Directed by Ryoo Seung-wan this contemporary Asain thriller starts off at full throttle and rarely loses its pace or momentum throughout. It is far from a simply followed plot though and admittedly I found it required a lot of attention and still came across as quite convoluted, although this may have been intentional to keep the audience on their toes. However as there is so much perfectly choreographed action and so little dialogue it is difficult to keep track of who is who never mind what is actually going on so by the end of the film I was exhausted in trying to keep up and meanwhile the characters had managed to elicit little sympathy so it was hard to care what became of them.

 Opening with an illegal international arms deal which goes wrong the central protagonist a North Korean spy, Pyo Jong-seong (Ha Jung-woo), then finds himself in a world of double agents and red herrings where even his wife is suspected of betraying him. What follows is an intricate web of deceitful lies and mistrust involving the Middle East, Russia and most significantly South Korea whilst the drama unfolds in Berlin thus giving the whole thing a totally international feel with everyone pursuing a different agenda. The relationship between Pyo and his wife although a loveless affair is complicated further by the fact she informs him she is pregnant and despite her disloyalty in other matters he is definitely the father. They then embark on their escape only to encounter a series of different factions who want to bring them down.

  As stated before this is essentially an action movie so the plot and character depth always come second to this but unfortunately this is the films main drawback. Whilst there is no more action than your typical James Bond movie-or even a Die Hard- but whilst the Bond franchise has at least twenty films behind it where some character traits have been established this films characters all left me totally unmoved. By the end of the film it was still unclear exactly what was going on and I was paying particularly close attention.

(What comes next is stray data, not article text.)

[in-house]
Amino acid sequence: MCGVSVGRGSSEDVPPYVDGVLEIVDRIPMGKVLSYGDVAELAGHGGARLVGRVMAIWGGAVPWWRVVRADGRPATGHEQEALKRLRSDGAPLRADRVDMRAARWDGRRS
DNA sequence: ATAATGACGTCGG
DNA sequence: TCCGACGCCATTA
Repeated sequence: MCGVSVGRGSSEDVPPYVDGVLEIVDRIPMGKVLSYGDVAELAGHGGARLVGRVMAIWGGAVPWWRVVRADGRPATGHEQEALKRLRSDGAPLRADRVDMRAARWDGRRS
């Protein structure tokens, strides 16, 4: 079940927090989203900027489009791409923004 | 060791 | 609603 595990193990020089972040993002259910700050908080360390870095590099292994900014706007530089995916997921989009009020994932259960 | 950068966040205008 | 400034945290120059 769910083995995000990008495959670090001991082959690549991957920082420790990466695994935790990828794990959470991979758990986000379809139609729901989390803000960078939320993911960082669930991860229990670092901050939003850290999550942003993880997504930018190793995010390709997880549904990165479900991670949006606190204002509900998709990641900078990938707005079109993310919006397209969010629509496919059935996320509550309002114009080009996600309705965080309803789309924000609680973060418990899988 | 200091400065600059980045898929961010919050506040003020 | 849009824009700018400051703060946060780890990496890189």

Despite this the action sequences were expertly choreographed and brilliantly executed therefore anyone who loves an action movie will not be disappointed. I however wish there had been more of a structured and clear story to hang these amazing sequences onto.



Oh Boy


Basically a tumultuous twenty four hours in the life of Niko Fischer(Tom Schilling) who after living the heavily parental funded lifestyle of a student finds his world collapsing  in a series of mishaps and disasters which befall him. More importantly he is constantly thwarted in his quest in trying to obtain an elusive cup of coffee.

 Waking up on what he assumes will be just another day Niko first of all finds himself dumped by his girlfriend. His day does not proceed to get any better as he fails to have his driving license re-issued after a blood test reveals he has been over the alcohol limit on several occasions. Adding insult to injury his counsellor proceeds to berate him in every way imaginable.

Later after having his bank card retrieved by an ATM machine he discovers that his father has discovered he dropped out of university two years previously and had been paying money into his account believing he was pursuing his studies but now after discovering the truth decides to withdraw his financial support. Matters don’t improve when he encounters a beautiful young girl who it turns out he used to taunt relentlessly when she was an overweight teenager.

 Things keep going from bad to worse and through it all Niko seems totally bewildered and unaffected by what is happening to his life but realises that things have to change but he is simply unaware, or perhaps unwilling, to make the necessary changes.

 A first time effort by director Jan Ole Gerster this black comedy is thoroughly charming and Schilling turns in a sterling, photogenic and likeable performance as the hapless Niko allowing us to share in his frustrations and setbacks whilst able to laugh and sympathise at the same time. Shot in black and white this somehow gives the film a classic feel and affords it more gravitas. Does Niko ever get his cup of coffee which he so desperately desires though? That is something you will have to wait until the end of this delightful comedy to find out.